Big UK banks mull deal for shared branches while regulators concerned about closures look on

The news: Several of the UK’s major banks are in talks to set up a network of shared branches in underserved communities, per This is Money. The banks are aiming for a five-year deal to back the hubs, but are still trying to hammer out each bank’s contribution to the initiative. So far, the agreement calls for 200 hubs with a cost of £100 million ($128.2 million), but both figures could rise.

More on this: The initiative follows years of branch shutterings across the UK—banks closed nearly half of their locations from 2000 to 2019, AltFi reported, and the trend has been accelerating as incumbents increase their focus on digital channels. About 500 towns have only one branch left. However, the hub initiative could lead to a new wave of branch closures, This is Money reported, with a high-end estimate of 2,147 impacted locations.

That high-end figure assumes that big banks—NatWest, Lloyds, Barclays, and Santander—would aim to cut their footprints to about 400 each. To be chosen as a shared branch site, potential hub locations would need to have a sufficient population. Sparsely populated places may need to rely on post offices for banking services.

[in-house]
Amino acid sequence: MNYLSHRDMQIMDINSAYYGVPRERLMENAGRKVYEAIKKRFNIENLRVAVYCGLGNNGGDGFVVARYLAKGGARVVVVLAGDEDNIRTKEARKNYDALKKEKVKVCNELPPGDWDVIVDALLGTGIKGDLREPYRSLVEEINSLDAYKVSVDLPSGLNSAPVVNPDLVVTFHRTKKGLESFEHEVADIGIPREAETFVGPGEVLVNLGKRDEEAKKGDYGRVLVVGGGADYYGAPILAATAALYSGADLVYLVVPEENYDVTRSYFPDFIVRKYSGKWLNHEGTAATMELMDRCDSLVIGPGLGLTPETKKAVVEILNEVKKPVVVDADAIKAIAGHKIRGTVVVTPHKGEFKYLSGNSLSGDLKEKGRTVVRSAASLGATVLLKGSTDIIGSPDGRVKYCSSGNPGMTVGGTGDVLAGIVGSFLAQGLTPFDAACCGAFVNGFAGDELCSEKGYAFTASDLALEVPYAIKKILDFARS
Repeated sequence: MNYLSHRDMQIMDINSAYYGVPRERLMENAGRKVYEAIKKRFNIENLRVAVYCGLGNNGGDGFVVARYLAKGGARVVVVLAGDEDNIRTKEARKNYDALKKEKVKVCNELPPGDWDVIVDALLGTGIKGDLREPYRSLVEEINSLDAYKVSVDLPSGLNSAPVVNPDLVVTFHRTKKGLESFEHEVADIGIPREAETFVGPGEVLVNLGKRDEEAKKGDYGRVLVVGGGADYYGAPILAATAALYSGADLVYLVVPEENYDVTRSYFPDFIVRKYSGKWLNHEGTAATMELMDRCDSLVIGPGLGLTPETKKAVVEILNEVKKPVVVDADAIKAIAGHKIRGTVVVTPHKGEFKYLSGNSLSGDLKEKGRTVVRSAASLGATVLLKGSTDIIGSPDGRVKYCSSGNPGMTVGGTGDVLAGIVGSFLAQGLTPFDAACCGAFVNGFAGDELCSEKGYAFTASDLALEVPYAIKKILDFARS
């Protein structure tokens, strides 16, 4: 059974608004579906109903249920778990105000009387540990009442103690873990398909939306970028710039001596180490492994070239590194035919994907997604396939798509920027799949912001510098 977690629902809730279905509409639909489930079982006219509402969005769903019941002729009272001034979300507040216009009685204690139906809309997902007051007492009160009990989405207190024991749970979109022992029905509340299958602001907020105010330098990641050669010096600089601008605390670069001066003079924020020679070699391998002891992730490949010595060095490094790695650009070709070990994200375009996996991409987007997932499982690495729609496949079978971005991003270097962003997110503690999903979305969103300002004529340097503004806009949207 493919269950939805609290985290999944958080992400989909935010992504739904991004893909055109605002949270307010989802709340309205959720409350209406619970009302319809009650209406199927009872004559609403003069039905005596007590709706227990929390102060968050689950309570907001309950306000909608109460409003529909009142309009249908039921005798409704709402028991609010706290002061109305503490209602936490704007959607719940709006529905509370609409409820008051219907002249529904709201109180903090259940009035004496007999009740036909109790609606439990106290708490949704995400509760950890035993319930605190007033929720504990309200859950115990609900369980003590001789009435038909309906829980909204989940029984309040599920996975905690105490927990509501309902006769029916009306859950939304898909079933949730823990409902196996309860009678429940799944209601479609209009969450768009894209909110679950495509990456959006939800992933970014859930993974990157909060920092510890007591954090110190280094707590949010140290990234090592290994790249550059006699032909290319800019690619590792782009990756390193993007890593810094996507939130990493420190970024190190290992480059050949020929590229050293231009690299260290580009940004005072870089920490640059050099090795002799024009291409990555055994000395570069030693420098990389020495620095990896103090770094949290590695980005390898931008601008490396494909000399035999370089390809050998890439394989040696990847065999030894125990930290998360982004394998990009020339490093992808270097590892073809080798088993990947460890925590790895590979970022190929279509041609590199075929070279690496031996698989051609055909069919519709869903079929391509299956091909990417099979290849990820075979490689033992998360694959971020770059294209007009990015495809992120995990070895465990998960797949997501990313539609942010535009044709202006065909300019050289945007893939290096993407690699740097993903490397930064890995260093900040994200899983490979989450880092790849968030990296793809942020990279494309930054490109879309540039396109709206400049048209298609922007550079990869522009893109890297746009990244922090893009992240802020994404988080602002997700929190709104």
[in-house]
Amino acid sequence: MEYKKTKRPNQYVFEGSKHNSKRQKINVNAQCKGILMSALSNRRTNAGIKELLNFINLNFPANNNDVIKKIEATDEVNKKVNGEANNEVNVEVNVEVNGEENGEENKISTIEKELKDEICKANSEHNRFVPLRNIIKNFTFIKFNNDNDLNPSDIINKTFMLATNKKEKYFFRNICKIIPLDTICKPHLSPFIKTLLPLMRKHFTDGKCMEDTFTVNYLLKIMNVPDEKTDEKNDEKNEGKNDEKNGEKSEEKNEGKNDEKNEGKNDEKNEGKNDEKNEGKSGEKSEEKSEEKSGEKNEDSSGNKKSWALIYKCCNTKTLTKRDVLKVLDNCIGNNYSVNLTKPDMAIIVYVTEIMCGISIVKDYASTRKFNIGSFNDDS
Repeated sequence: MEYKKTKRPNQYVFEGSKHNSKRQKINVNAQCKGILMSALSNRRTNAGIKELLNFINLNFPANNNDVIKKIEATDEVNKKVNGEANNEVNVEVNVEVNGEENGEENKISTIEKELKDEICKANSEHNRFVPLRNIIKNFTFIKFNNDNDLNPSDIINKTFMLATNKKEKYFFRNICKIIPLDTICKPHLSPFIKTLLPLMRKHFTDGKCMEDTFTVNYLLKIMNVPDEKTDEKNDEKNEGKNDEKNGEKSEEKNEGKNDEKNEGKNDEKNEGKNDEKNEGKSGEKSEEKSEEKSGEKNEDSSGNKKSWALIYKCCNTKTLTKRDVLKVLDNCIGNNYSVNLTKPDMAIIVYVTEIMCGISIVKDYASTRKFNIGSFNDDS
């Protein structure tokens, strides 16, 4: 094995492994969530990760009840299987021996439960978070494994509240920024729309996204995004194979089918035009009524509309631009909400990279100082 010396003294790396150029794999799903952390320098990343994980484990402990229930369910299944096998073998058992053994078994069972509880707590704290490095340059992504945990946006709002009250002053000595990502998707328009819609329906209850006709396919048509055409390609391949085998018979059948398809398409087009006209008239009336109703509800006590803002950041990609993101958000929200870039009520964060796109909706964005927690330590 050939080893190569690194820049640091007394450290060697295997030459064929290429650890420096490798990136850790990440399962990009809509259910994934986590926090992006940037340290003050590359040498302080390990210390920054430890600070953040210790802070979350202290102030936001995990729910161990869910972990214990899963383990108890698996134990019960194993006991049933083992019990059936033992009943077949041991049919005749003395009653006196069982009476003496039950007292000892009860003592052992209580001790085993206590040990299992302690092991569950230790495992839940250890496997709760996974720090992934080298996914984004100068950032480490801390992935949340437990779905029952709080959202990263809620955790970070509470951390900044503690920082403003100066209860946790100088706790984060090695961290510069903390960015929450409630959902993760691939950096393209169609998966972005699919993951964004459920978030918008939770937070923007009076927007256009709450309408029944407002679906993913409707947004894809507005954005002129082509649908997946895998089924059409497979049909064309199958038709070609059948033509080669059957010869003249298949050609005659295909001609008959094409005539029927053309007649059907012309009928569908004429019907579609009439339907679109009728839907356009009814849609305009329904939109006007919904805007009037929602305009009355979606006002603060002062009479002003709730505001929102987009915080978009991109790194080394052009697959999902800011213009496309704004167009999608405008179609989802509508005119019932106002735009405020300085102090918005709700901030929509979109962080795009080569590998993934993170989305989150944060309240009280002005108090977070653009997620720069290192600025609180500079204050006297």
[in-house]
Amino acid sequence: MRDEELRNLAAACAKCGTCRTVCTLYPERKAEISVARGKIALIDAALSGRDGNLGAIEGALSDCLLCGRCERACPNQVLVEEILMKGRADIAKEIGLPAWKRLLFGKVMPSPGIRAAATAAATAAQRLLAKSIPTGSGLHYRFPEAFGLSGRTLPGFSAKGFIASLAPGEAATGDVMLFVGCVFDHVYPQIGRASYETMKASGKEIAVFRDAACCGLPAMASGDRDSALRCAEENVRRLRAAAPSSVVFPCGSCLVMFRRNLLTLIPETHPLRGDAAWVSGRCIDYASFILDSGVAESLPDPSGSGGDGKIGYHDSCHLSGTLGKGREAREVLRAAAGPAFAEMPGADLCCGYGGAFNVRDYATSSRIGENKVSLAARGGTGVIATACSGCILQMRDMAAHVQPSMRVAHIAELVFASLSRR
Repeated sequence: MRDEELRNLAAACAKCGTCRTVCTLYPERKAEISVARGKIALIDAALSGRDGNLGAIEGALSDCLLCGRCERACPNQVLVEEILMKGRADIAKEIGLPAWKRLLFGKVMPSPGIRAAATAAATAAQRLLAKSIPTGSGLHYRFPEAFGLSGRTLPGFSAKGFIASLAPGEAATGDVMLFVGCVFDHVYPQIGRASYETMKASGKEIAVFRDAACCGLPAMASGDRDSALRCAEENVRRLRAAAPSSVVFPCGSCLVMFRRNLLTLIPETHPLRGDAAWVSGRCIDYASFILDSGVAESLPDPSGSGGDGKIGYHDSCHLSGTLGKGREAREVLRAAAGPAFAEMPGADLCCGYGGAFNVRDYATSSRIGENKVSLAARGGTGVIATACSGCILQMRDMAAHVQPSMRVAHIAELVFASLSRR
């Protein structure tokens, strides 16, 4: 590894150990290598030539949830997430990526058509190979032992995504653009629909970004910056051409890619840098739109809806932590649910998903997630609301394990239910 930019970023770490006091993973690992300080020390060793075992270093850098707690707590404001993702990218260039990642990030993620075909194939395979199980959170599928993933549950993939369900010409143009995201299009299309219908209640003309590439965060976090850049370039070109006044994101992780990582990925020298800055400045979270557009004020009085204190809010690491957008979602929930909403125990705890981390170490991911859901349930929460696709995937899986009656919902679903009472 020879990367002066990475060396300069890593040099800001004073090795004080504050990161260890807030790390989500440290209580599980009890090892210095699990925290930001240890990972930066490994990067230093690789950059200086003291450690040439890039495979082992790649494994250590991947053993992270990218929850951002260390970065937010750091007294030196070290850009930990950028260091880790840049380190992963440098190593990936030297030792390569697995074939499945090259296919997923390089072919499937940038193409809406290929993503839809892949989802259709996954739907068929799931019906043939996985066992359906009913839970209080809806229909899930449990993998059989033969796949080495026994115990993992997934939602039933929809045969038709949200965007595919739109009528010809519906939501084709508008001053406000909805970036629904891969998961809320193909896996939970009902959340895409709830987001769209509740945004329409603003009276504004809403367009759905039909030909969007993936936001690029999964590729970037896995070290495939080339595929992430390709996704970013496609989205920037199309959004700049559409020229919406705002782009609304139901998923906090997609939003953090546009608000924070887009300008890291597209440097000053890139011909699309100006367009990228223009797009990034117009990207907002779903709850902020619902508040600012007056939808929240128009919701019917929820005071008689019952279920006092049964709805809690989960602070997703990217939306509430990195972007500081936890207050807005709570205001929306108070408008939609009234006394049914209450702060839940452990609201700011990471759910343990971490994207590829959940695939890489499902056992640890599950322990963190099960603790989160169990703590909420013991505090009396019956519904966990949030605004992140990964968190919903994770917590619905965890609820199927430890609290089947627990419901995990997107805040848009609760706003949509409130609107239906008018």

The banks’ proposal comes as the UK’s Financial Conduct Authority (FCA) weighs whether to adopt rules that would give it the ability to limit branch closures. However, the FCA is also pushing the banks to agree to a shared-branch arrangement by Christmas, with government action to curb closures looming, This is Money reported.

The big takeaway: A shared-branch approach may help UK banks address the continued demand for in-person services and cash access, even in a digital era.

The number of UK digital account users is projected to rise moderately, per Insider Intelligence, from 39.1 million users 18 and over in 2021 to 41.6 million in 2025. Meanwhile, in-branch users are also expected to rise over the same period, from 34.6 million to 35.2 million.

If hub openings are paired with branch closures about 10 times greater, the steep net reduction in footprints could still draw regulatory ire. Concerns over regulatory scrutiny could prompt the banks to limit their footprint reductions.

An aggressive contraction could backfire on incumbents by reducing their differentiation from branchless challengers and increasing the odds that some customers switch to neobanks like Revolut, Starling, or Monzo.